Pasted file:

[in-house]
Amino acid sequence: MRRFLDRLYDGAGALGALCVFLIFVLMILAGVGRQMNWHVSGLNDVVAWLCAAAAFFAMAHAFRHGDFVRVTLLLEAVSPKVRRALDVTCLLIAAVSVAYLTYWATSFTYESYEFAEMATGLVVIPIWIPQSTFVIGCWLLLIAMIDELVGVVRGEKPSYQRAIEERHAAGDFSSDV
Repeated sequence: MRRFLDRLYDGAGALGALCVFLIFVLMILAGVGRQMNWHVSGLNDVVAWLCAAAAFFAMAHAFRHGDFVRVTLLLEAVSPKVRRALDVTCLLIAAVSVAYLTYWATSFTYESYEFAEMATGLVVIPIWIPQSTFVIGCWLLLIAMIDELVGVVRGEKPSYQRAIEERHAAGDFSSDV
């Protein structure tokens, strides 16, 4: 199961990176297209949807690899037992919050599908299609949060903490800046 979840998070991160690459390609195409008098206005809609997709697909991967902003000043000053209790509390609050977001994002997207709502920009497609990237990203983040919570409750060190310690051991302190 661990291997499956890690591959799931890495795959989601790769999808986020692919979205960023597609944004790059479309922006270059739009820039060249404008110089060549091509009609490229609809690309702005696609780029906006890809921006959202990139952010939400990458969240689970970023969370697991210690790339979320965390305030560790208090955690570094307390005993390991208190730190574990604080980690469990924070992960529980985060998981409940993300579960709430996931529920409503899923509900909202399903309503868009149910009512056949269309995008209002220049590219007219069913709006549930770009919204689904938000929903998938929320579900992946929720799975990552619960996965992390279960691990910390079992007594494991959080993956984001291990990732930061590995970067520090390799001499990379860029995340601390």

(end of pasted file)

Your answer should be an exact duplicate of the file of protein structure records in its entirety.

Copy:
[in-house]
Amino acid sequence: MRRFLDRLYDGAGALGALCVFLIFVLMILAGVGRQMNWHVSGLNDVVAWLCAAAAFFAMAHAFRHGDFVRVTLLLEAVSPKVRRALDVTCLLIAAVSVAYLTYWATSFTYESYEFAEMATGLVVIPIWIPQSTFVIGCWLLLIAMIDELVGVVRGEKPSYQRAIEERHAAGDFSSDV
Repeated sequence: MRRFLDRLYDGAGALGALCVFLIFVLMILAGVGRQMNWHVSGLNDVVAWLCAAAAFFAMAHAFRHGDFVRVTLLLEAVSPKVRRALDVTCLLIAAVSVAYLTYWATSFTYESYEFAEMATGLVVIPIWIPQSTFVIGCWLLLIAMIDELVGVVRGEKPSYQRAIEERHAAGDFSSDV
């Protein structure tokens, strides 16, 4: 199961990176297209949807690899037992919050599908299609949060903490800046 979840998070991160690459390609195409008098206005809609997709697909991967902003000043000053209790509390609050977001994002997207709502920009497609990237990203983040919570409750060190310690051991302190 661990291997499956890690591959799931890495795959989601790769999808986020692919979205960023597609944004790059479309922006270059739009820039060249404008110089060549091509009609490229609809690309702005696609780029906006890809921006959202990139952010939400990458969240689970970023969370697991210690790339979320965390305030560790208090955690570094307390005993390991208190730190574990604080980690469990924070992960529980985060998981409940993300579960709430996931529920409503899923509900909202399903309503868009149910009512056949269309995008209002220049590219007219069913709006549930770009919204689904938000929903998938929320579900992946929720799975990552619960996965992390279960691990910390079992007594494991959080993956984001291990990732930061590995970067520090390799001499990379860029995340601390």